The reality is that the FPA had the right to boycott the meeting if it had chosen to do so. Unlike its authoritarian neighbors, there isn’t much of a threat to life or limb for foreign journalists carrying out their profession in Israel, even those who consistently display a less than congenial attitude towards the country.

Instead, foreign journalists were invited to contribute to what turned into a discussion on how Israel’s PR apparatus can better service their requirements to get the story right.

There may be many readers whose knee-jerk reaction to some of the more appalling incidents of media bias would be to advocate the revoking of press cards and even the expulsion of hostile journalists from the country. This is an extreme measure that should only be contemplated if a journalist has for example, fed intelligence information to a terrorist organization.

Regulating the press in a democratic society, even one that faces severe security challenges and a serious fight for its public image, is fraught with dangers. Israel has a proud tradition of a thriving and dynamic domestic media and it is not for nothing that the Israel beat is a prized assignment for foreign journalists. Placing prohibitive restrictions on freedom of speech and the press is a slippery slope that should be avoided.

One compromise suggestion that has been made is to limit press cards for “parachute journalists” – those who fly in at times of war with little, if any, background in the history or politics of the Middle East or the Israeli-Palestinian conflict. It is these journalists, who have not experienced Israel first-hand, who are often the first to publish erroneous reports based on their own preconceived ideas and prejudices.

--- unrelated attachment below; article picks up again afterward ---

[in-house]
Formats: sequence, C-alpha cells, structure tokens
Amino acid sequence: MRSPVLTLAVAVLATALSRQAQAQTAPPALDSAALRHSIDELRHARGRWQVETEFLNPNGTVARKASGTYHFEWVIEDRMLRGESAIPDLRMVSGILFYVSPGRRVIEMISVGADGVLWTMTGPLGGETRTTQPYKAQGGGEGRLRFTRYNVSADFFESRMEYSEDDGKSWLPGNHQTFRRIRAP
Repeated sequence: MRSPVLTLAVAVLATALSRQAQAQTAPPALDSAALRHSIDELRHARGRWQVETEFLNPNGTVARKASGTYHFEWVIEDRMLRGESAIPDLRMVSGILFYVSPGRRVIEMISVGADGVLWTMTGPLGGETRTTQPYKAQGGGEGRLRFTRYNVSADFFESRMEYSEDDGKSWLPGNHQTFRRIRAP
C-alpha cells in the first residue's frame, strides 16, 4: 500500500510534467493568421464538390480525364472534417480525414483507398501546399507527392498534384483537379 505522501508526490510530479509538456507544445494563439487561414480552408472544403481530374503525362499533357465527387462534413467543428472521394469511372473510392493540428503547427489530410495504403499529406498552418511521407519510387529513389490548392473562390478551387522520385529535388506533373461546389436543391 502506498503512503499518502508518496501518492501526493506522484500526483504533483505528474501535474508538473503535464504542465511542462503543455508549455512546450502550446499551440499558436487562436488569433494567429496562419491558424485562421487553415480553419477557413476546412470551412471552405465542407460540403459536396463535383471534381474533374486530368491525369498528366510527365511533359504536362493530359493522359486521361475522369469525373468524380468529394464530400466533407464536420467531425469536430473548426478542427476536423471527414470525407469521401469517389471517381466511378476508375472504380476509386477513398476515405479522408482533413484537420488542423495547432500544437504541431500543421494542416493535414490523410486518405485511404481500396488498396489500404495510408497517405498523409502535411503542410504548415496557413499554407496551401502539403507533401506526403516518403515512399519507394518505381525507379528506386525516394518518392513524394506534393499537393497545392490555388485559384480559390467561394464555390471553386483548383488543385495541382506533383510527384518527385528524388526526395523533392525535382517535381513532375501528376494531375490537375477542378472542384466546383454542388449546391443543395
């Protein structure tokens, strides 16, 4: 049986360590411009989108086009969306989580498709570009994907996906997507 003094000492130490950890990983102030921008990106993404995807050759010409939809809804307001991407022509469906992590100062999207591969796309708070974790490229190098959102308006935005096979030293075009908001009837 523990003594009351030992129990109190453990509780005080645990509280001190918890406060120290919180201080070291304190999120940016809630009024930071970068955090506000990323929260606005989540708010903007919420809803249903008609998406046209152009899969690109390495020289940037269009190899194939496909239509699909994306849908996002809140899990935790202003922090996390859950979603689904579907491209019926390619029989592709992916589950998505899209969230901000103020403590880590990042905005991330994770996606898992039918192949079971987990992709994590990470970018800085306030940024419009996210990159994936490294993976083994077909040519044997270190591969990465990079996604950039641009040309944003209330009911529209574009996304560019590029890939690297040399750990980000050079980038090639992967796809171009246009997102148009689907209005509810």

But that’s another discussion for the powers-that-be in the Israeli government. As for the good news, we thank the FPA for recognizing that independent media watchdogs such as HonestReporting are doing their job effectively, especially when the FPA’s own members aren’t.

As the FPA stated:

There are non-government, pro-Israel media monitoring groups, such as CAMERA and Honest Reporting, that try to find errors or perceived bias in the foreign media’s coverage and make direct contact with senior editors to request corrections or changes. These groups are very active and foreign media editors take very seriously any errors brought to their attention. Corrections are frequently issued.

And while the foreign media fail to acknowledge the problems in their reporting, so the errors will continue to be caught. The corrections may be frequently issued but it will be a long time until we hear any apologies.

About the Author
Simon Plosker is the Managing Editor of UN Watch, a non-profit organization dedicated to holding the United Nations accountable to its founding principles. From 2005-2020, Simon was Managing Editor of HonestReporting following several years working in a variety of non-profit organizations and immigrating to Israel from London in 2001. He has a BSoc.Sc in International Studies and Political Science from the University of Birmingham and an MSc in History of International Relations from the London School of Economics.